Victory for LGBTQ Community in China After Online Censorship Decision

AP Photo/Ringo H.W. Chiu

A Chinese social media titan has today changed their mind about a decision to censor all gay content on their platform in an effort to 'clean up' cyberspace. 

Sina Weibo is an online platform colloquially dubbed "China's Twitter," and home to almost 400 million active users. On Friday, they'd announced they would be removing all gay-themed content, including cartoons, videos, pornography, and violent material, in order to comply with Chinese government regulation.

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The decision had come as part of President Xi Jinping's promise to tighten social media regulation in an effort to make a 'clean cyberspace.' Other types of content that had been affected by the cleanup include feminist voices and hip hop music.

But this morning marked a reversal in Sina Weibo's decision. While pornography and violent content will still be blocked, gay media will not be removed from the site, after intense backlash from users.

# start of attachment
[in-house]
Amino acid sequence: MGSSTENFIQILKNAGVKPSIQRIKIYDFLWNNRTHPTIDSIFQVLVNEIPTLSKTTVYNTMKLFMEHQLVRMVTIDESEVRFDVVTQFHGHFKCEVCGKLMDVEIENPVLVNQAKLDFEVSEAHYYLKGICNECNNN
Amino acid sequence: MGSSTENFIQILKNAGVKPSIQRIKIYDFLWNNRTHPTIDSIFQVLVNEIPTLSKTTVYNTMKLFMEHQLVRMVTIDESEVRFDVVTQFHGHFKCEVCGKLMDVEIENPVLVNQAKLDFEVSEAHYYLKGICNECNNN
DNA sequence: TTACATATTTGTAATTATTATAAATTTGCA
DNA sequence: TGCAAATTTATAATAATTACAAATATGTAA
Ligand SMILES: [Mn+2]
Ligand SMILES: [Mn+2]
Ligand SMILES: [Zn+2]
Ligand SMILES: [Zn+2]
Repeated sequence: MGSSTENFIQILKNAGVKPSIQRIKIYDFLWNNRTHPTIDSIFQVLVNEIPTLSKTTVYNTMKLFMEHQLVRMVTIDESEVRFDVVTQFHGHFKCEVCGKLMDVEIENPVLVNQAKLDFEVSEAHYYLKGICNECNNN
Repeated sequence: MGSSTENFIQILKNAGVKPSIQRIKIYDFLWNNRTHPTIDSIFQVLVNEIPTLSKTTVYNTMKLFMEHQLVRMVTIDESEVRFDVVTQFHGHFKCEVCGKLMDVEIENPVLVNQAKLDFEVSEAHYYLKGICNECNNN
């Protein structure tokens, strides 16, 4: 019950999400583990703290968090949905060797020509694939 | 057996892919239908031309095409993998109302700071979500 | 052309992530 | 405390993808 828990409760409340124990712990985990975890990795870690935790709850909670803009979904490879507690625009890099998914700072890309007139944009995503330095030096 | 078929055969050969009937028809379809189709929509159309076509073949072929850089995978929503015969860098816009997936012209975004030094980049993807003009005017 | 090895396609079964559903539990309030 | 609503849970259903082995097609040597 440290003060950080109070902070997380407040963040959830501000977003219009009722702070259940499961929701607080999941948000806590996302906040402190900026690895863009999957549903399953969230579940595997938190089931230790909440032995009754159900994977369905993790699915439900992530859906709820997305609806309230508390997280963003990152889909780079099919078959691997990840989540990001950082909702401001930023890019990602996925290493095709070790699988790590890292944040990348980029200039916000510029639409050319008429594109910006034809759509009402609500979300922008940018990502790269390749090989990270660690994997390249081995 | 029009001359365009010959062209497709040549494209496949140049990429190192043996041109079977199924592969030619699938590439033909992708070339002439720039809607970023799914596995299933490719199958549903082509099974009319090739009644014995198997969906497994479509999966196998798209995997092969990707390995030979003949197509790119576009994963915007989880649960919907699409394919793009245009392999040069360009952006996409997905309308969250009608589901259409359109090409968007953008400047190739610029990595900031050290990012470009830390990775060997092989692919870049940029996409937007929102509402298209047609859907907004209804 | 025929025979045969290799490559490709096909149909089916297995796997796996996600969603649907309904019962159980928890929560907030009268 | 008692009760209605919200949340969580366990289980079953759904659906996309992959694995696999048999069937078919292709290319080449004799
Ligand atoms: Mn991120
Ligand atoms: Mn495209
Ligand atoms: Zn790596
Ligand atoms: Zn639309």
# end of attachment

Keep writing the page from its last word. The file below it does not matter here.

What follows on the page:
"Sina Weibo's original decision simply made no sense—why link homosexuality with other illegal activities?" said Chinese LGBT activist Xiaogang Wei in CNN's report. "They targeted the entire LGBT community in that notice. We must pressure these companies and show them it's not easy to discriminate against an entire community—no matter who orders them to do it."

It is not a crime to be homosexual in China and the sexual orientation was taken off of China's official list of mental disorders in 2001.

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